referendum on NATO membership. After the drive to collect signatures got
under way, the government said it was too early to call a referendum and
that it would make such a move only after Hungary had been invited to
join NATO and when there was more certainty about the costs and criteria
for membership. It is now obliged to call a referendum by the end of
February. A decision must still be taken over whether the referendum
will simply ask for opinions or decide whether Hungary is to apply for
membership. -- Zsofia Szilagyi

HUNGARIAN MINORITIES ELECT LOCAL LEADERS. Hungary's ethnic minorities on
19 November voted in the second round of elections for representatives
to 172 semi-autonomous minority authorities, Hungarian media reported.
More than 2.5 million people (out of a total population of 10.4 million)
were eligible to vote in the election, which was carried out among 11 of
the country's 13 ethnic minorities. The Ukrainian and Serbian minorities
did not vote since all their representatives were elected in the first
round of the minority elections last December. -- Zsofia Szilagyi

POLISH FOREIGN MINISTER IN HUNGARY. Wladyslaw Bartoszewski, during his
official visit to Budapest on 17 November, met with Hungarian
politicians to discuss relations with Russia, regional cooperation, and
integration into the EU and NATO. Bartoszewski was received by Hungarian
President Arpad Goncz, Foreign Minister Laszlo Kovacs, among others,
Rzeczpospolita reported on 18 November. Bartoszewski and Kovacs stressed
that they are strategic partners both in regional cooperation and in
Euroatlantic integration efforts.  -- Dagmar Mroziewicz and Zsofia
Szilagyi

SOUTHEASTERN EUROPE

LAST DAY FOR DAYTON TALKS. International media on 20 November reported
that a "public event" would take place at 15:00 GMT in Dayton, Ohio, the
same day. The BBC said there would be either a signing of a draft
Bosnian peace agreement or a press conference to announce why the talks
had failed. Croatian President Franjo Tudjman returned to Dayton from
Zagreb and told reporters before leaving that he expected there would be
something to sign. Croatian Television on 19 November also said that a
constitutional agreement had been reached in Dayton to allow the Croats
and Muslims ties with Croatia, while the Bosnian Serbs could have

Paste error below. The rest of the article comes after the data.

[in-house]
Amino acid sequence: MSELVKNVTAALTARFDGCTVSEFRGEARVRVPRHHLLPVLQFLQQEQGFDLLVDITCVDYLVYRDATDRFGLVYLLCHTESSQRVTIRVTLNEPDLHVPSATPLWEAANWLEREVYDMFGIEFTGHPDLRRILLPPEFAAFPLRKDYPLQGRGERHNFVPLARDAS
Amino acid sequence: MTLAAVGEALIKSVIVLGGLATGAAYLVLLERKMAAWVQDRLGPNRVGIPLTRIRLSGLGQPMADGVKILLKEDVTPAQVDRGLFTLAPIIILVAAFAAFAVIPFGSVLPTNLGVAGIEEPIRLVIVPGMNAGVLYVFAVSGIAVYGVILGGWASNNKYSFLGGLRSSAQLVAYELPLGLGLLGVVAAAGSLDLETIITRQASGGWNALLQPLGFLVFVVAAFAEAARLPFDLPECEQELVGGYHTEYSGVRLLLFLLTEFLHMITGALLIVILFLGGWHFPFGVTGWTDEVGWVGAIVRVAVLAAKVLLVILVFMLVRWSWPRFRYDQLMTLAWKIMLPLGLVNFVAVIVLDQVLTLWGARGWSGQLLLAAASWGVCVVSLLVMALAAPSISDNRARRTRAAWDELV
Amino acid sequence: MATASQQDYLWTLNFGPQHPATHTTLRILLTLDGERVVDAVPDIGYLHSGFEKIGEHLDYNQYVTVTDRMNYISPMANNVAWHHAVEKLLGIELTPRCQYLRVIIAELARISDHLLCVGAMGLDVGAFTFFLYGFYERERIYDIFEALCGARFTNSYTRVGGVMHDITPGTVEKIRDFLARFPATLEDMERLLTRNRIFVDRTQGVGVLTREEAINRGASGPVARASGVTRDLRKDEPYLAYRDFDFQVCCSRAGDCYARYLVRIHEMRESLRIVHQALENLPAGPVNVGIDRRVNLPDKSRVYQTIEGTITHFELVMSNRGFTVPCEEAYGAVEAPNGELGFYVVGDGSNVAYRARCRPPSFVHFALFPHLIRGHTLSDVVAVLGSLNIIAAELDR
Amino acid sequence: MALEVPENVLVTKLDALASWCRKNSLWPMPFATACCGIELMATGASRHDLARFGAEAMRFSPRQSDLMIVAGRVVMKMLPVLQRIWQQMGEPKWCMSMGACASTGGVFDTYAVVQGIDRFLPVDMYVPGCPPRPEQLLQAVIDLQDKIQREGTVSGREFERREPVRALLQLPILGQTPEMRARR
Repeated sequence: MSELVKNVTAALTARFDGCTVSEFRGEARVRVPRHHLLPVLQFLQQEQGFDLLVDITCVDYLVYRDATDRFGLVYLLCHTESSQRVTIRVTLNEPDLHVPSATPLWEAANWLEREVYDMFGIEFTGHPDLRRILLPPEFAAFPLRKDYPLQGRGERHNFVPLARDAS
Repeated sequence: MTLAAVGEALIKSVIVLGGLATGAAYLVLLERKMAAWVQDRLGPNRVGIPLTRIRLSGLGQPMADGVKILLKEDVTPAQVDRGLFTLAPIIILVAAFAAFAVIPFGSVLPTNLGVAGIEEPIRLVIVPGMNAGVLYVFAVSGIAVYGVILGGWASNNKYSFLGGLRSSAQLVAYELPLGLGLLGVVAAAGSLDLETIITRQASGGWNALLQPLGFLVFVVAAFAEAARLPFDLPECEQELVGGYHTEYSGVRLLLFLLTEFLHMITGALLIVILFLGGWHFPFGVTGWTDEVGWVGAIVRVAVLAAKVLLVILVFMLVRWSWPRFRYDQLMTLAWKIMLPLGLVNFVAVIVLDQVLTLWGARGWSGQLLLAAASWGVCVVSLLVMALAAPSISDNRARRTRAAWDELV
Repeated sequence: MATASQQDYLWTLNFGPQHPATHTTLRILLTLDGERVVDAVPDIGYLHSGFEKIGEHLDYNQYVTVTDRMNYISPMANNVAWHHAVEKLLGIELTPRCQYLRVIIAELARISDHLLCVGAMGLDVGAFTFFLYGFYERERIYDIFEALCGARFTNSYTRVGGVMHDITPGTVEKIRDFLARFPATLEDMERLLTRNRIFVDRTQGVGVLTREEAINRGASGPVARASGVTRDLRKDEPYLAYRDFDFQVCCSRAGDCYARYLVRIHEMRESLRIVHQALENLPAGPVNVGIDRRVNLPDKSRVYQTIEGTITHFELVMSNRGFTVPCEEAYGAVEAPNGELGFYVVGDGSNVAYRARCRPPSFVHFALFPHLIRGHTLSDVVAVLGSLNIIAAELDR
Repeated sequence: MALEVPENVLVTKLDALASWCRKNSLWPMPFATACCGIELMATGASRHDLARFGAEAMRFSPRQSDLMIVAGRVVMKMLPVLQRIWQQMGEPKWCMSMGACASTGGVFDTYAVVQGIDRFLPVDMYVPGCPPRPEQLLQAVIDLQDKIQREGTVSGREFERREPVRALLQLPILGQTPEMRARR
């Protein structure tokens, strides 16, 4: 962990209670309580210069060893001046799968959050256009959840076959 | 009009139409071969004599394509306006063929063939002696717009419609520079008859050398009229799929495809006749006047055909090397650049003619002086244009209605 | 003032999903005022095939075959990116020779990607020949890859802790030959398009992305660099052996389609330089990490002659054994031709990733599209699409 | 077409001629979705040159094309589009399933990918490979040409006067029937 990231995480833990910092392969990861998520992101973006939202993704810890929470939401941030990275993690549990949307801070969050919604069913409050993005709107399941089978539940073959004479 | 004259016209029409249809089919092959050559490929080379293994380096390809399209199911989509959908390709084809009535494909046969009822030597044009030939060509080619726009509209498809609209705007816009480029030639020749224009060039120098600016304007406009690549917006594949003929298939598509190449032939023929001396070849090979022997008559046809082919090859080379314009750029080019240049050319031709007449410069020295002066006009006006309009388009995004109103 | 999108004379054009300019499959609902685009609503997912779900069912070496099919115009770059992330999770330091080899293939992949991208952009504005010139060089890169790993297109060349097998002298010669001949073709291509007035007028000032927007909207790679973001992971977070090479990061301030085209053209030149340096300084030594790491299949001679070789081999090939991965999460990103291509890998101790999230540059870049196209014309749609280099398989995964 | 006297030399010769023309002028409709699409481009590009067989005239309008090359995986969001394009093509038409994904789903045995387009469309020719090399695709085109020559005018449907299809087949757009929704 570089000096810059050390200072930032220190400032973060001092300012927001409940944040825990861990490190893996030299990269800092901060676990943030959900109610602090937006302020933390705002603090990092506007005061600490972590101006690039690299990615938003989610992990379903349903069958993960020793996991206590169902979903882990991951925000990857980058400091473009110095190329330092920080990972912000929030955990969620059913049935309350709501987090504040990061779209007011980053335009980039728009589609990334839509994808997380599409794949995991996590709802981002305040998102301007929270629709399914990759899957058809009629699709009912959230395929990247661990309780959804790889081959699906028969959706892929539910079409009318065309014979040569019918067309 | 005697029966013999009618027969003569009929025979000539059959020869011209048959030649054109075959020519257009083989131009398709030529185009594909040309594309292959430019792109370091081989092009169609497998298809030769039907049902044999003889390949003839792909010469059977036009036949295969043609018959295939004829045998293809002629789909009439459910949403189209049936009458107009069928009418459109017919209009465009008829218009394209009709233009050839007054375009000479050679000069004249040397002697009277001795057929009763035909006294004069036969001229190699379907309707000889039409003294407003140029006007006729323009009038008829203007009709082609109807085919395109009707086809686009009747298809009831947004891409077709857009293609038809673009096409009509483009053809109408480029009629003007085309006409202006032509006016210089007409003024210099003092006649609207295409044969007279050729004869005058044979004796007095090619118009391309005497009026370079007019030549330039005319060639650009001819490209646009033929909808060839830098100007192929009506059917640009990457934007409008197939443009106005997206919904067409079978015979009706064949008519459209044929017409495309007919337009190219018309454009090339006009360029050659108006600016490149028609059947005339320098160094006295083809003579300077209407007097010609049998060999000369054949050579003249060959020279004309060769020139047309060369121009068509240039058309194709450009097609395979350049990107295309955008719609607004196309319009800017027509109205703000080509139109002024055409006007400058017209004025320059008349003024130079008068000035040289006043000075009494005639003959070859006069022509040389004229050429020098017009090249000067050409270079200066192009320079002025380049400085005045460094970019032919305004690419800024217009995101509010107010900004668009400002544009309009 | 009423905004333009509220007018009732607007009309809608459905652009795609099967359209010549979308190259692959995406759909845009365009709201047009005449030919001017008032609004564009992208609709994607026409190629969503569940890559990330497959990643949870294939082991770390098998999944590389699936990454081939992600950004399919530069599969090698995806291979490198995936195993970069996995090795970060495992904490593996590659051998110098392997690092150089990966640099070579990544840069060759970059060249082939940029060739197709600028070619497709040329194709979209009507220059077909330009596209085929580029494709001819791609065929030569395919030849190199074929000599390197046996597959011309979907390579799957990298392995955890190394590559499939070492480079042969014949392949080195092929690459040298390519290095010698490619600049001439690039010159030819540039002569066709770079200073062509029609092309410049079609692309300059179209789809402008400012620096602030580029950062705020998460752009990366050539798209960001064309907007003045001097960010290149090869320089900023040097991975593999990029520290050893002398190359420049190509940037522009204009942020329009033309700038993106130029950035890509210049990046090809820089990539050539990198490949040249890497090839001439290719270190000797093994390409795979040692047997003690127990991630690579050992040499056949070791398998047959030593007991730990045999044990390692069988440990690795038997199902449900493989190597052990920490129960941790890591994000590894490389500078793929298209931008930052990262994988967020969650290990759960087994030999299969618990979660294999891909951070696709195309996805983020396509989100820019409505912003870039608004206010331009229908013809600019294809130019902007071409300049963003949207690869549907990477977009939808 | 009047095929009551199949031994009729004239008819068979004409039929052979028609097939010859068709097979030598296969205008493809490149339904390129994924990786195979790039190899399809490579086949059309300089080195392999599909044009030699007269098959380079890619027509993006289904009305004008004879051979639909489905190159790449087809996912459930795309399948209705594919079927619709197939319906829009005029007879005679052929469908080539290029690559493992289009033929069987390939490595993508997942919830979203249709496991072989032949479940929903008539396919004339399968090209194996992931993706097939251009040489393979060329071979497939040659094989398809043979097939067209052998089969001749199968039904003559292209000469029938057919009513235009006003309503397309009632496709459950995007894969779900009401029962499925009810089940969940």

"parallel links" to Serbia but could not secede from the Bosnian state.
The BBC quoted Bosnian Serb leader Radovan Karadzic as saying that his
people would demand either independence or incorporation into a greater
Serbian state, but AFP cited him as being more resigned to a less than
"full realization of our objectives." -- Patrick Moore

ZUBAK, SACIRBEY OFFER RESIGNATIONS. But it appears to be territorial
rather than constitutional questions that have been blocking a
breakthrough--including the status of Sarajevo and the Muslim enclaves
of eastern Bosnia and especially the widening of the Posavina corridor
linking Serbia with its conquests in the Banja Luka area. Croats and
Muslims demonstrated in Sarajevo on 19 November to oppose any
concessions, but international media stated that Bosnian President Alija
Izetbegovic is under intense pressure from Washington and its allies to
yield. Novi list on 20 November reported that Croat-Muslim federation
President Kresimir Zubak has offered his resignation in a bitter protest
at what he and his fellow Bosnian Croats consider a sellout by Zagreb
and the Herzegovinian Croats. CNN stated on 18 November that Bosnian
Foreign Minister Muhamed Sacirbey has submitted his resignation to make
room for a Croat in that post, but the BBC said he wanted to protest
what he considered to be too many concessions at Dayton on Bosnia's
unity and sovereignty. -- Patrick Moore

BELGRADE HELPS REBUILD BOSNIAN SERB MILITARY. Belgrade appears to have
reneged on a promise not to help the Bosnian Serbs rebuild vital
military infrastructure destroyed by NATO air raids, according to The